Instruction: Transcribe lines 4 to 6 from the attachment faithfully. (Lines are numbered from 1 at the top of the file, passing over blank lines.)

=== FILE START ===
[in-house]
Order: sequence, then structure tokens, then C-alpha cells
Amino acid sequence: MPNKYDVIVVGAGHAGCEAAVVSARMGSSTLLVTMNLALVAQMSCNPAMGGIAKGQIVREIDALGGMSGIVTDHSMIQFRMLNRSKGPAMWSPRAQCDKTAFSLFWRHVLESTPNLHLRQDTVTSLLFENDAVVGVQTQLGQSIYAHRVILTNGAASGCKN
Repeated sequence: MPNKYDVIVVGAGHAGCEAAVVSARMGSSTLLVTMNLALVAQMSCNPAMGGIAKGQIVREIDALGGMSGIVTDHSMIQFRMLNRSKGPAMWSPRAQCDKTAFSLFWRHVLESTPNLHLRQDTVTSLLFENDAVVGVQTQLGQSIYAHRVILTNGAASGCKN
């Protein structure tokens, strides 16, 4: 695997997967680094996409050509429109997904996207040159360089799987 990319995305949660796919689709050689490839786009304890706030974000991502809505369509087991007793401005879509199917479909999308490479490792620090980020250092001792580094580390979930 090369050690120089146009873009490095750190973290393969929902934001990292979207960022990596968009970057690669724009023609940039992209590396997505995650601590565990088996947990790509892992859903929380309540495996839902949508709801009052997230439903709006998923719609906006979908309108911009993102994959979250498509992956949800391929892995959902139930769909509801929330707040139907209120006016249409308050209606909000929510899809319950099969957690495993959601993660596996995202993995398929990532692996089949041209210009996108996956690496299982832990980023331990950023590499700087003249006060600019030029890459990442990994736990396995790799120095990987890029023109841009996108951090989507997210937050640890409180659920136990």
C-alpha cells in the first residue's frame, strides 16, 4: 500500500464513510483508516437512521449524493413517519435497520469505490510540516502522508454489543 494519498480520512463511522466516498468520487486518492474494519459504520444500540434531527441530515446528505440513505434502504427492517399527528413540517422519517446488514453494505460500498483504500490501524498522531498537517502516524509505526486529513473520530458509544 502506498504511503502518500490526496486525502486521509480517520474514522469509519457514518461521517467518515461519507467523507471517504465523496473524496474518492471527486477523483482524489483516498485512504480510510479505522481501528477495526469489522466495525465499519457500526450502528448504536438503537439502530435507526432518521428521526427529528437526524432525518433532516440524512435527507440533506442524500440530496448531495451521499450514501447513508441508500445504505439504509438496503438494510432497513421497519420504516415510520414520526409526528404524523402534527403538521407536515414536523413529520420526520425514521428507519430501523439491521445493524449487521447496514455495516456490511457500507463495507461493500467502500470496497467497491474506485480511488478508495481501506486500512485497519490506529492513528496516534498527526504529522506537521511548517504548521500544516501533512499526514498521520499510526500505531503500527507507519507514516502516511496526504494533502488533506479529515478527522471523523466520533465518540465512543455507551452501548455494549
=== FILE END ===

Repeated sequence: MPNKYDVIVVGAGHAGCEAAVVSARMGSSTLLVTMNLALVAQMSCNPAMGGIAKGQIVREIDALGGMSGIVTDHSMIQFRMLNRSKGPAMWSPRAQCDKTAFSLFWRHVLESTPNLHLRQDTVTSLLFENDAVVGVQTQLGQSIYAHRVILTNGAASGCKN
């Protein structure tokens, strides 16, 4: 695997997967680094996409050509429109997904996207040159360089799987 990319995305949660796919689709050689490839786009304890706030974000991502809505369509087991007793401005879509199917479909999308490479490792620090980020250092001792580094580390979930 090369050690120089146009873009490095750190973290393969929902934001990292979207960022990596968009970057690669724009023609940039992209590396997505995650601590565990088996947990790509892992859903929380309540495996839902949508709801009052997230439903709006998923719609906006979908309108911009993102994959979250498509992956949800391929892995959902139930769909509801929330707040139907209120006016249409308050209606909000929510899809319950099969957690495993959601993660596996995202993995398929990532692996089949041209210009996108996956690496299982832990980023331990950023590499700087003249006060600019030029890459990442990994736990396995790799120095990987890029023109841009996108951090989507997210937050640890409180659920136990």
C-alpha cells in the first residue's frame, strides 16, 4: 500500500464513510483508516437512521449524493413517519435497520469505490510540516502522508454489543 494519498480520512463511522466516498468520487486518492474494519459504520444500540434531527441530515446528505440513505434502504427492517399527528413540517422519517446488514453494505460500498483504500490501524498522531498537517502516524509505526486529513473520530458509544 502506498504511503502518500490526496486525502486521509480517520474514522469509519457514518461521517467518515461519507467523507471517504465523496473524496474518492471527486477523483482524489483516498485512504480510510479505522481501528477495526469489522466495525465499519457500526450502528448504536438503537439502530435507526432518521428521526427529528437526524432525518433532516440524512435527507440533506442524500440530496448531495451521499450514501447513508441508500445504505439504509438496503438494510432497513421497519420504516415510520414520526409526528404524523402534527403538521407536515414536523413529520420526520425514521428507519430501523439491521445493524449487521447496514455495516456490511457500507463495507461493500467502500470496497467497491474506485480511488478508495481501506486500512485497519490506529492513528496516534498527526504529522506537521511548517504548521500544516501533512499526514498521520499510526500505531503500527507507519507514516502516511496526504494533502488533506479529515478527522471523523466520533465518540465512543455507551452501548455494549